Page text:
Chrysler Group is seeking inspiration from the human body to design the next generation of fuel tanks powering compressed natural gas (CNG) vehicles. While CNG has a per-gallon-equivalent cost-advantage of approximately $1 compared with gasoline, its energy density is less by volume. Chrysler is intent on designing CNG fuel tanks with form fitting technology and capacity to deliver range comparable to that of gasoline- or diesel-powered vehicles.
“Within the human lung are countless individual sacks called alveoli,” says Enrico Pisino, Chrysler Group’s Senior Manager-Innovation. “These sacks combine to expand the lung’s total air capacity. We are using this same approach to improve the packaging of CNG tanks.”
Chrysler Group’s work is supported in part by a $50,000 grant from the Michigan Economic Development Council’s Technology Innovation Challenge, which matches companies with Michigan-based strategic partners to accelerate advanced-technology initiatives.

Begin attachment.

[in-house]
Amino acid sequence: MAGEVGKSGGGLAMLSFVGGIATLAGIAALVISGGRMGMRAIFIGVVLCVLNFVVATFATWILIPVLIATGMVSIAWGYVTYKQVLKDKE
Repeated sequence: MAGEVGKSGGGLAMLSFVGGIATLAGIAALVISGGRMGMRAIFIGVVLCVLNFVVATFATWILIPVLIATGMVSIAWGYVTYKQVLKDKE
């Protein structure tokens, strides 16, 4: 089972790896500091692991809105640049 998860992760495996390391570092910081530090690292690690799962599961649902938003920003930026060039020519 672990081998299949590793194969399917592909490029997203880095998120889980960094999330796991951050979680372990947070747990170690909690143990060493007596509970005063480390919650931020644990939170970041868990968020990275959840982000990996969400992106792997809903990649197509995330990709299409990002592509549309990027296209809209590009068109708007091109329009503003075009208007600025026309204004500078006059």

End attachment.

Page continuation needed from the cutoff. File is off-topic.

Current CNG tank designs also are limited to cylindrical shapes to accommodate the pressure at which the gaseous fuel is stored. Chrysler Group’s patent-pending technology addresses both issues by expanding tank capacity and enabling designs that conform to the vehicle, as do tanks for other fuel types. The result is a no-compromise solution that preserves space intended for passengers and/or cargo.
Chrysler Group’s Ram 2500 Compressed Natural Gas truck is the industry’s only factory-built CNG-powered pickup, rolling off the same assembly line as conventionally powered vehicles. Available for retail and fleet sale, the Ram 2500 Compressed Natural Gas truck features a 5.7-liter HEMI® V-8 engine that burns CNG. When that fuel is depleted, it automatically and seamlessly switches to gasoline.
On a single fill-up, the truck can travel 255 miles on CNG and a total of 745 miles when equipped with an available 35-gallon reserve gas tank.
Chrysler Group’s strategic partner, Fiat S.p.A, is a world leader in CNG-powered vehicle production.